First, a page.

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Officials in Sea Bright hope to quell a rumor that the borough intends to outsource its public works operations at the beginning of next year.

Yet members of the borough’s council — who approved a shared service agreement with Rumson to perform mechanical repairs for its DPW and police vehicles — don’t deny its validity.

At Tuesday night’s council meeting, resident Cristine Sinnott confronted the governing body about a confidential email that she received — and, she says, has been seen by many others in town — saying that Rumson will take over the seaside town’s public works responsibilities on January 1. The source of the email is unclear.

It’s a move that, if it happens,  wouldn’t sit well with her. If she’s paying taxes in Sea Bright, she wants to keep the money flowing in Sea Bright, she told the council.

“I have an issue with that,” she said of the possible shared service. “The taxpayers should know.”

But the council says no decisions, or discussions even, have occurred. Rather, the jobbing out of public works operations was proposed to the governing body — it isn’t clear from who, although Council President William Keeler believes informal talks may have occurred between the two borough administrators — but the proposal hasn’t gone any further, they said.

“There is no decision made. Not a quiet decision, not an under-the-table decision,” Keeler said. “It’s just a proposal, something brought up as a contingency.”

Keeler, visibly chafed by the insinuation that some deal was made behind closed doors, added, “I don’t want the public or public works to be bounced around like a ball here. I have great respect for them.”

James LoBiondo, who is council liaison to public works, said he has talked to public works director Dave Bahrle about the emails floating through town, but said nothing has gone beyond exploration.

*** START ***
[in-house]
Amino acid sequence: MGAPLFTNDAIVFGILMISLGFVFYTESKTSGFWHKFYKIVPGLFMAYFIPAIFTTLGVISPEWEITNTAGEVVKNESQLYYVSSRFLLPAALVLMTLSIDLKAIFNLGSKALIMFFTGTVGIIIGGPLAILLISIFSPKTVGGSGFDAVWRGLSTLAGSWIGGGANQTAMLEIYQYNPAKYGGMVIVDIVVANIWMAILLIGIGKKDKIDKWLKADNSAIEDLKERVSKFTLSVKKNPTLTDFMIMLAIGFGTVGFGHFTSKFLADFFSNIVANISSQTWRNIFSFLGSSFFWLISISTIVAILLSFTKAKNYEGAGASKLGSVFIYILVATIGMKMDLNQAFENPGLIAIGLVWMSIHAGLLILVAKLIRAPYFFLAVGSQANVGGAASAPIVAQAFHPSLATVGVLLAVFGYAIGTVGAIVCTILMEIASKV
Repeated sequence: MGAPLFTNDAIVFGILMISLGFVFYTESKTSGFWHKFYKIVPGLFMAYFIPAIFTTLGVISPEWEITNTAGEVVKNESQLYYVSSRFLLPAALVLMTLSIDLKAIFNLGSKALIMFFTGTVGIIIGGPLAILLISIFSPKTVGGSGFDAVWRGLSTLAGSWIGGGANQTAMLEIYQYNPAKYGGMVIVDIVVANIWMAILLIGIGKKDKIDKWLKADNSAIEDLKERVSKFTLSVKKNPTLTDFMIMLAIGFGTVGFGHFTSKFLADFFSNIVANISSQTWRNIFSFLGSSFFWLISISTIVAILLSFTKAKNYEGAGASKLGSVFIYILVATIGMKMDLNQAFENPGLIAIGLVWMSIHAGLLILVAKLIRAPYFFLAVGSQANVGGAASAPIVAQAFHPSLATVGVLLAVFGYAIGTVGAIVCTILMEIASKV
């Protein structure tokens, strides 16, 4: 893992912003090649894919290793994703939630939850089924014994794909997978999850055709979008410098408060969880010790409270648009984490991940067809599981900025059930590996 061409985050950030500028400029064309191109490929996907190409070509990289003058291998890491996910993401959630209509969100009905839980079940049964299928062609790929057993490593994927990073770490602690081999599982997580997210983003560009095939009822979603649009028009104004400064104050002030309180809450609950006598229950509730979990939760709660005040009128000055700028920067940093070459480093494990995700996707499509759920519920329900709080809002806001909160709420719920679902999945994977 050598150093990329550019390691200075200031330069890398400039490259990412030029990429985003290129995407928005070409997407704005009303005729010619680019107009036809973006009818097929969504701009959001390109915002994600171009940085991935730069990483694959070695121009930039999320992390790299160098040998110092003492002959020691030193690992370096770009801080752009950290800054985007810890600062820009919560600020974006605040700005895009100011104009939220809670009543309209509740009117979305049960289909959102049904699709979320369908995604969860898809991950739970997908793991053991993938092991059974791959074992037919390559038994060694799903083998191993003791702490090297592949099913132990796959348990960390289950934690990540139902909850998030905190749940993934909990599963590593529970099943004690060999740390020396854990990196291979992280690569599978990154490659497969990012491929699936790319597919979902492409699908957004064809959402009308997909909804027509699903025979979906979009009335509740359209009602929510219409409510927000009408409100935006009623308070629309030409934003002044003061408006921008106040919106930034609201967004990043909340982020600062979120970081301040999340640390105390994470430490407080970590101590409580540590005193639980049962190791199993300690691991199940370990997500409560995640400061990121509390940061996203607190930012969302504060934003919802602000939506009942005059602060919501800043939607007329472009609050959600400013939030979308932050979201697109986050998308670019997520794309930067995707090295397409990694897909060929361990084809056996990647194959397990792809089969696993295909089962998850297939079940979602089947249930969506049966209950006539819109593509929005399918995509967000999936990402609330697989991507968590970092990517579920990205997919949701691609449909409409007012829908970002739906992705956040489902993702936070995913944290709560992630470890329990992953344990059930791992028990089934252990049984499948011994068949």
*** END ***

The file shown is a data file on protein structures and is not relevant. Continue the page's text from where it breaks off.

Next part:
“Until I see numbers (on savings), I can’t even discuss,” LoBiondo said he told Bahrle. “What are we talking about until there’s a firm number?”

Those replies still left Sinnott feeling uneasy. She said residents should know about the options being discussed. But Councilwoman Dina Long said if anything solid were to come of the proposal, it would be discussed in a public meeting, and that hasn’t happened.

Keeler said a couple years ago there was a similar idea floated between Monmouth Beach and Sea Bright to share public works services, and “that came to nothing.” It has to be beneficial to both towns in order to work, he said, and in many cases, it doesn’t. That’s why he got upset Tuesday night, he said.

“I’d hate to have employees sitting there hearing about this, because for them this is something major,” Keeler said. “This may come to nothing.”

Sinnott still isn’t comfortable. When she asked councilman Read Murphy if Sea Bright would keep its public works department, he responded, “Yes. For now.”